China has announced a month-long crackdown on those who spread "illegal and harmful information" on the country's popular instant messaging services.
The State Internet Information Office said Wednesday the campaign will target those with public accounts on services such as WeChat, which has over 800 total million users.
The statement said the campaign will focus on "those spreading rumors and information related to violence, terrorism, and pornography, as well as those using instant messaging for fraud."
It did not specify what censorship measures would be taken, but said service providers would be held accountable if they do not comply with the government's demands.
China already blocks many popular foreign social media, such as Facebook and Twitter, forcing its citizens to use domestic, more easily controlled alternatives.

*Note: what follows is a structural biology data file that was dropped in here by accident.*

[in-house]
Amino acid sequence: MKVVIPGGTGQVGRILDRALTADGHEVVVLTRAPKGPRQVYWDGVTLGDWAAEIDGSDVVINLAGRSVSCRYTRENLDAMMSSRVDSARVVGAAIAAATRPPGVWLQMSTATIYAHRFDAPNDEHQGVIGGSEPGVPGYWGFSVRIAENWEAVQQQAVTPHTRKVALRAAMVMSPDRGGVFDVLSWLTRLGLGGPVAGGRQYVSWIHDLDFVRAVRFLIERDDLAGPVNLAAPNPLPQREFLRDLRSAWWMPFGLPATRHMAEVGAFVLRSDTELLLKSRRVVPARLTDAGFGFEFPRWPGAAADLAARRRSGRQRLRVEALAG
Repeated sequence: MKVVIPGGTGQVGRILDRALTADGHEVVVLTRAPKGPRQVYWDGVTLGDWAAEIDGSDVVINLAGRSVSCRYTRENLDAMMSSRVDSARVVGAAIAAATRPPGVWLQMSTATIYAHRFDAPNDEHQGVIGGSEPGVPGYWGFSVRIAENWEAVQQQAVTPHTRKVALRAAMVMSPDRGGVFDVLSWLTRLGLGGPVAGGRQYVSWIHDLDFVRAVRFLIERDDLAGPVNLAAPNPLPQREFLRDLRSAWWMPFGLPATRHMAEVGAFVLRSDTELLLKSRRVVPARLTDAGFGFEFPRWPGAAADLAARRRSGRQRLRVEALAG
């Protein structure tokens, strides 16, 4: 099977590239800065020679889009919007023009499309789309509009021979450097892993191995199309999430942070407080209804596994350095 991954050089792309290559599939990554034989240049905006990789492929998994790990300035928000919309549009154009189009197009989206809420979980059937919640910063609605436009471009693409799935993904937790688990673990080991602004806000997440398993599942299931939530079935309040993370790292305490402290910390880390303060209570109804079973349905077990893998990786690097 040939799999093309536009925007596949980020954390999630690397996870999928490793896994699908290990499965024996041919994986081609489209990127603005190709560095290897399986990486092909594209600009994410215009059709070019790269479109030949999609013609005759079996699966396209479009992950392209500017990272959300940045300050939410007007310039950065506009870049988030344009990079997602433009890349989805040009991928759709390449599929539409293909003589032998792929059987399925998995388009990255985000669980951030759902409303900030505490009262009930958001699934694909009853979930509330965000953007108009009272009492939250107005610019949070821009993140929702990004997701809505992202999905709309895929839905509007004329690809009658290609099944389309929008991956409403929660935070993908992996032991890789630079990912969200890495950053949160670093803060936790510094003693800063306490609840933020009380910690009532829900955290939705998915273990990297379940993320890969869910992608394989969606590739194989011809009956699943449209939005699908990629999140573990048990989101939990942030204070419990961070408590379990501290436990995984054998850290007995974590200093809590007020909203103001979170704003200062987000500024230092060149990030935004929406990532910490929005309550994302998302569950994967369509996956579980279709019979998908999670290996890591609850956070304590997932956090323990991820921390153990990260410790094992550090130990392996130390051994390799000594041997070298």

The Chinese government requires social media providers to block material deemed by the Communist Party to be subversive.
The crackdown comes as Beijing deals with a series of attacks blamed on separatists in the far-western province of Xinjiang. The government said many of the separatists have used online videos to spread their beliefs.
The SIIO statement did not reference the Xinjiang unrest, but vowed to "firmly fight against infiltration from hostile forces at home and abroad."
WeChat is a service run by TenCent Holdings Ltd. It allows users to share pictures, videos and messages with individual users or to all of their followers.